That Story About How Facebook Lost Users In May Was A Bunch Of Crap

A couple of days ago, a story banged around the news-o-sphere saying that the number of Facebook users in the US had shrunk in May.

This set off much hand-wringing about how Facebook was starting to collapse just as everyone was getting excited about the IPO.

Trouble is, the story was bunk.

According to Comscore, Nielsen, and Facebook, the number of US Facebook users grew in May (see below).

The story that Facebook’s users dropped in May originated here. The report was based on data that Facebook produces for its advertisers. This data, says a source at Facebook, does not include mobile usage. The source believes that this is one reason why the data understated Facebook’s US usage.

(Facebook’s mobile usage increases significantly in the summer, the source says, when kids leave school).

(And to be clear: The story that Facebook’s usage dropped was based on data that Facebook generated and released. It just wasn’t data that Facebook expected to be used by anyone but advertisers.)

From a broader level, ignoring monthly fluctuations, Facebook’s growth in mature markets is obviously flattening. And at some point, the number of users will stop growing. At that point, the company’s growth will have to come from increased engagement: Existing users using the service more intensely.  And it would obviously be a bad sign if the number of users or usage in the company’s mature markets started to shrink–if, say, people were getting bored of Facebook and unplugging from it.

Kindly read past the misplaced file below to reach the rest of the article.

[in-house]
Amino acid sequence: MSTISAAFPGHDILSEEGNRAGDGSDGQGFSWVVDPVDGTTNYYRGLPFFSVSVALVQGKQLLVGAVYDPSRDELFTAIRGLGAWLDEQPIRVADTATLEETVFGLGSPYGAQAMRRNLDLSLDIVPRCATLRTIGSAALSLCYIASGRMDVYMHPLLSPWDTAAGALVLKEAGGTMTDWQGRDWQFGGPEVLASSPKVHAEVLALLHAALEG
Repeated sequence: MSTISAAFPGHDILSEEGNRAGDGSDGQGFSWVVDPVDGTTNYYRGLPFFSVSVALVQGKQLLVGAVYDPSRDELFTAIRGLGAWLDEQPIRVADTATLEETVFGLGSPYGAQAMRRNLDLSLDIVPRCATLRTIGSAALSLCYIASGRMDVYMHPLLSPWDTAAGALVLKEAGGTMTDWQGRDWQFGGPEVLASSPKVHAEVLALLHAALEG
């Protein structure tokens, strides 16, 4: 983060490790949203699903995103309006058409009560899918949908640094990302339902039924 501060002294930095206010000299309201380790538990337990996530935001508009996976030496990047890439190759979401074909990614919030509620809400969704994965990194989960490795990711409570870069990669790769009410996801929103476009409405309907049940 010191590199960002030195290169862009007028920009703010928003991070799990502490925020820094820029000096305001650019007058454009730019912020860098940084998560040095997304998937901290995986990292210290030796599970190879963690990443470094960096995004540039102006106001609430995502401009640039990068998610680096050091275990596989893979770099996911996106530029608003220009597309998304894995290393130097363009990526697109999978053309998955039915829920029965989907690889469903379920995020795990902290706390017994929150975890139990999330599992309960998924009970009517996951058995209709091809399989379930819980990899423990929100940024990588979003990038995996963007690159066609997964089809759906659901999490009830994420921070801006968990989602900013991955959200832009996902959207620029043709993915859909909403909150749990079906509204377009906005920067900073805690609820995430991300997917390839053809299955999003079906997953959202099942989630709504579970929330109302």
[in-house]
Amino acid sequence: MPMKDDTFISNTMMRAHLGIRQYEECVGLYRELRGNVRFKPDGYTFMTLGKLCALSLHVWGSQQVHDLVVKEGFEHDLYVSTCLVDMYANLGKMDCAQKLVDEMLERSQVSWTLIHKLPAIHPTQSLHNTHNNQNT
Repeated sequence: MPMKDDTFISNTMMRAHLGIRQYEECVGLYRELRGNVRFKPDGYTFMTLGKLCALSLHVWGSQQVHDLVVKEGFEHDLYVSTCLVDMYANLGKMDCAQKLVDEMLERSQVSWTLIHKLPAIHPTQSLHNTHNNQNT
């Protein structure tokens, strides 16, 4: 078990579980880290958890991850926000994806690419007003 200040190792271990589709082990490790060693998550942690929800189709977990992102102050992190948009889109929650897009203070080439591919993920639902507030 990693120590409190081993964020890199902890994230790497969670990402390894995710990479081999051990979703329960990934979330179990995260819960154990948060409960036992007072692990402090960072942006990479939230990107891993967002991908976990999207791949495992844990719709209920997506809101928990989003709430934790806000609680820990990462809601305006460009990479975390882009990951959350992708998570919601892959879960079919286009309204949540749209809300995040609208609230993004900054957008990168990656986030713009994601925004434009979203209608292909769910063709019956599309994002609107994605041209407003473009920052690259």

Facebook could help avoid the sort of misinformation and confusion of the May numbers by releasing some usage stats each month or quarter, so observers can track the company’s progress for themselves. These stories might include the number of active users in each major region, the average time spent on the site per user, number of advertising clients, revenue, and so forth.

Facebook will be public eventually, or at least will have to release data like this eventually, so it might as well start now.

Here’s the key part of the Comscore report:

Facebook Traffic May 2011

Photo: Comscore

Today Facebook is the 4th largest U.S. web property in audience size with 157.2 million visitors in May, representing its all-time high and a gain of 3.2 million visitors vs. the previous month. While other reports have been circulating that Facebook witnessed a pronounced user decline this month, comScore data shows quite a different story. Given that Facebook now reaches 73% of the total U.S. Internet population each month, one thing we should anticipate is that the site’s audience cannot grow forever. The law of large numbers says that once a site has penetrated the majority of a market, each incremental user becomes that much more difficult to attract. So given its size, Facebook’s future U.S. growth is likely to come more from increasing usage per visitor than its ability to attract new users in perpetuity. One impressive stat to note is that Facebook’s average U.S. visitor engagement has grown from 4.6 hours to 6.3 hours per month over the past year, so it appears to be succeeding in that regard.

Nielsen’s monthly report backs this up. It says Facebook’s US users increased by 5% in May:

Overall web activity increased slightly in May, and among the Top 10 sites Apple witnessed the highest increase in monthly visitors, with more than 5.7 per cent more uniques during May. Facebook also increased unique U.S. visitors by 4.7 per cent compared to the prior month, with average visitors spending slightly less time (-0.8%) on their website in May.

Business Insider Emails & Alerts

Site highlights each day to your inbox.

Follow Business Insider Australia on Facebook, Twitter, LinkedIn, and Instagram.

Tagged In

facebook sai-us